There have been a spate of high-profile cyber attacks on large organisations in recent months and you could argue that there has never been a worse time to be a chief security officer (CSO).
Or perhaps that's the wrong way to look at it. These attacks, from hacking groups such as Anonymous, splinter faction Lulzsec and other less public hackers, targeting major private organisations, and public bodies such as the CIA and the UK's Serious and Organised Crime Agency (SOCA), have pushed security to the top of the international agenda.
So since their domain is seen as more important than ever, perhaps there's never been a better time to be a CSO?
Given that security chiefs are currently being asked to do more with less, many CSOs will scoff at that statement, but there's no doubt that security is on the top of several agendas, not least the IT manager's.
The government was due to launch its new cyber security strategy last week. Although it has delayed the launch, to "dot the i's and cross the t's" as it put it, cyber security remains a tier one issue.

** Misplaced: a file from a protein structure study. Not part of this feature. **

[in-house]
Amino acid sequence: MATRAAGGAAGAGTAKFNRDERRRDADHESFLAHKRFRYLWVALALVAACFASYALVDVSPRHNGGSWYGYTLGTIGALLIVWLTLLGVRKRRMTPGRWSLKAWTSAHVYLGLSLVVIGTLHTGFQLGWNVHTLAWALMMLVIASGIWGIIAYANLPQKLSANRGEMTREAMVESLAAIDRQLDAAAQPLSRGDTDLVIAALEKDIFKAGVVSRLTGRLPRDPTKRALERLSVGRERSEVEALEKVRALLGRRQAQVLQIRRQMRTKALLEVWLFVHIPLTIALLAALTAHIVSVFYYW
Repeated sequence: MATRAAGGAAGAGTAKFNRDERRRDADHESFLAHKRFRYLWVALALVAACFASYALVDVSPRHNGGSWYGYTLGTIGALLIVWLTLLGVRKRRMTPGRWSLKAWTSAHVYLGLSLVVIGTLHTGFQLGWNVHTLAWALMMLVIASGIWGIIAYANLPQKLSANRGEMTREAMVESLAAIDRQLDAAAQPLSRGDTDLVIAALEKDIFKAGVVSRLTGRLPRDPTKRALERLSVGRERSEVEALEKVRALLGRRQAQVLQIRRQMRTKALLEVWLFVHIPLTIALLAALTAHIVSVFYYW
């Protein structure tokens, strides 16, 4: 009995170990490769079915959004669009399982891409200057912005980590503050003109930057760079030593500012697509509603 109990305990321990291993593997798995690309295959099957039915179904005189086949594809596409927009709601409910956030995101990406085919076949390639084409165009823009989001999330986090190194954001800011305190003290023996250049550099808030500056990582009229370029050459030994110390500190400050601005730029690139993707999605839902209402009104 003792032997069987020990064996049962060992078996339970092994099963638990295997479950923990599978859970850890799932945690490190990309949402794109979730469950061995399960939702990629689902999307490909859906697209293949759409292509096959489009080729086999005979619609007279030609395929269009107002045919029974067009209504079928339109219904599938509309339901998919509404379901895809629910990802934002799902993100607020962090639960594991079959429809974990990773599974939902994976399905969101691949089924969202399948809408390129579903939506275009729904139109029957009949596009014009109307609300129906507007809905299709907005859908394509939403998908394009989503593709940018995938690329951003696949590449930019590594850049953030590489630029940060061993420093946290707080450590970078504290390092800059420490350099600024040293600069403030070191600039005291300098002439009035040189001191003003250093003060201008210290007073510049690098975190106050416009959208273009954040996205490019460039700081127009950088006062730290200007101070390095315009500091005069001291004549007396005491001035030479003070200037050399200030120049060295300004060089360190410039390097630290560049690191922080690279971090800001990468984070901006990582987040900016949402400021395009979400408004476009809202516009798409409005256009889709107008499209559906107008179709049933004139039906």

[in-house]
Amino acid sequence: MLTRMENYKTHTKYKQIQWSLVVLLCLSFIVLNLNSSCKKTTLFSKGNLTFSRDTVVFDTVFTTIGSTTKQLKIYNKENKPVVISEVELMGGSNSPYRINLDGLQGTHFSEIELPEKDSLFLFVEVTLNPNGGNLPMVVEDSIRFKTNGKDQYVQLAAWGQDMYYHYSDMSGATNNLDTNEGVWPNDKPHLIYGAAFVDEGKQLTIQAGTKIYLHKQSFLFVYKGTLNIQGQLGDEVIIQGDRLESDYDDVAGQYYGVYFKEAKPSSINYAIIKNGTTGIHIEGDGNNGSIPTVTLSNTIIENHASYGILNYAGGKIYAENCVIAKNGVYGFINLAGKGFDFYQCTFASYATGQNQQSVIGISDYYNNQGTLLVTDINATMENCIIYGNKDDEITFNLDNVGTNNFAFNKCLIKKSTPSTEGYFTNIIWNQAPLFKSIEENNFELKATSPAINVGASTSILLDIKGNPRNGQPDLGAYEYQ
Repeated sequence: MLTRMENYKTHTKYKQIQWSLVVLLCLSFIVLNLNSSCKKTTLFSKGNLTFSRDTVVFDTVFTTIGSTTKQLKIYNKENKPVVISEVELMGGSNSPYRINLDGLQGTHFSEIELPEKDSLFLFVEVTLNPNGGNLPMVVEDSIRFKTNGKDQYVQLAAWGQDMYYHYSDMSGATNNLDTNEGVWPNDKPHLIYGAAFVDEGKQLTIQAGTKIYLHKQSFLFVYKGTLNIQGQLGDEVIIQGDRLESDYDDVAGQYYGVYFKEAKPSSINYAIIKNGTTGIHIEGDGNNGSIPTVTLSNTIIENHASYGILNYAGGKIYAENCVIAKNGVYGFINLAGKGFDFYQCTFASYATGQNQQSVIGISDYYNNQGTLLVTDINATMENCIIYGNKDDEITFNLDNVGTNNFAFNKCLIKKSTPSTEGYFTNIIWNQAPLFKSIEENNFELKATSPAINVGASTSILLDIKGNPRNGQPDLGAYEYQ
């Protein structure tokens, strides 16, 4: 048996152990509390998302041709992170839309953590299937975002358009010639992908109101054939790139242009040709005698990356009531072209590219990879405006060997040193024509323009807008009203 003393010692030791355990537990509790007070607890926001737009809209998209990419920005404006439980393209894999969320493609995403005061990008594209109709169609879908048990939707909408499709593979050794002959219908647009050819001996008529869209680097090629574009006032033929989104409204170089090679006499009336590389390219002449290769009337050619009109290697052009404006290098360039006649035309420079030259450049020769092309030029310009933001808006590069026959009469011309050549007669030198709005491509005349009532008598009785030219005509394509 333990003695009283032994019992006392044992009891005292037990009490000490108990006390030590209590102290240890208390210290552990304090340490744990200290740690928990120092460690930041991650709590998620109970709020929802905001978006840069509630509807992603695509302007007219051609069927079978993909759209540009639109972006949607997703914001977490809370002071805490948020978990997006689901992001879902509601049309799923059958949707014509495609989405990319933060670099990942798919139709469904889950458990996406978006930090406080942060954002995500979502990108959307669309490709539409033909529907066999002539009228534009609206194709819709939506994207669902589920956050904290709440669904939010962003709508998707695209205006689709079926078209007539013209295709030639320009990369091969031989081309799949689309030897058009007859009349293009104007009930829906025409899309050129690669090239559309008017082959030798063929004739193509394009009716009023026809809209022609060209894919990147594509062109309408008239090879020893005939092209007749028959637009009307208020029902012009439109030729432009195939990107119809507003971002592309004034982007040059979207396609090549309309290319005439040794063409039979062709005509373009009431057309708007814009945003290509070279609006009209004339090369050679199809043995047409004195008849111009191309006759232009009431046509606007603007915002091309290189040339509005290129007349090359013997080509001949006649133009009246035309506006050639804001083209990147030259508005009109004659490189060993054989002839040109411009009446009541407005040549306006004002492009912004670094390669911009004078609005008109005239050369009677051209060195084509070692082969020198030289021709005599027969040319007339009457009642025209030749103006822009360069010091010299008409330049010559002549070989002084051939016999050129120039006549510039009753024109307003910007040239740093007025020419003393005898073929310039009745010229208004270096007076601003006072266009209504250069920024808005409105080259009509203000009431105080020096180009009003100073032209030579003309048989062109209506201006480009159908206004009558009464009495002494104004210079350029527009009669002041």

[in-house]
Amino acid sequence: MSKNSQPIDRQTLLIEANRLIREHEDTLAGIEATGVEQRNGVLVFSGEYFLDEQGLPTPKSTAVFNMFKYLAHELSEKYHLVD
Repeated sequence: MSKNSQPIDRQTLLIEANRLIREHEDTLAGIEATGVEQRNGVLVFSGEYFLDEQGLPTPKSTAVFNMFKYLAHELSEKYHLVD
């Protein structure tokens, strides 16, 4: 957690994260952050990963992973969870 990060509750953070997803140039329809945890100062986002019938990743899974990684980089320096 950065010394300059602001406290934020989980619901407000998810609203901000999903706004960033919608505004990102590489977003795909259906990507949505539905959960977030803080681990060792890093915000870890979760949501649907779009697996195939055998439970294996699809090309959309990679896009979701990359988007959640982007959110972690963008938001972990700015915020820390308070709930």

Also last week, security awareness topped a poll by BCS as the most important attribute of the IT professional of the future.
And there have been several high-profile breaches recently, again pushing security into the spotlight.
By eliminating high entry costs for big data analysis, you can convert more raw data into valuable business insight.
A discussion of the "risk perception gap", its implications and how it can be closed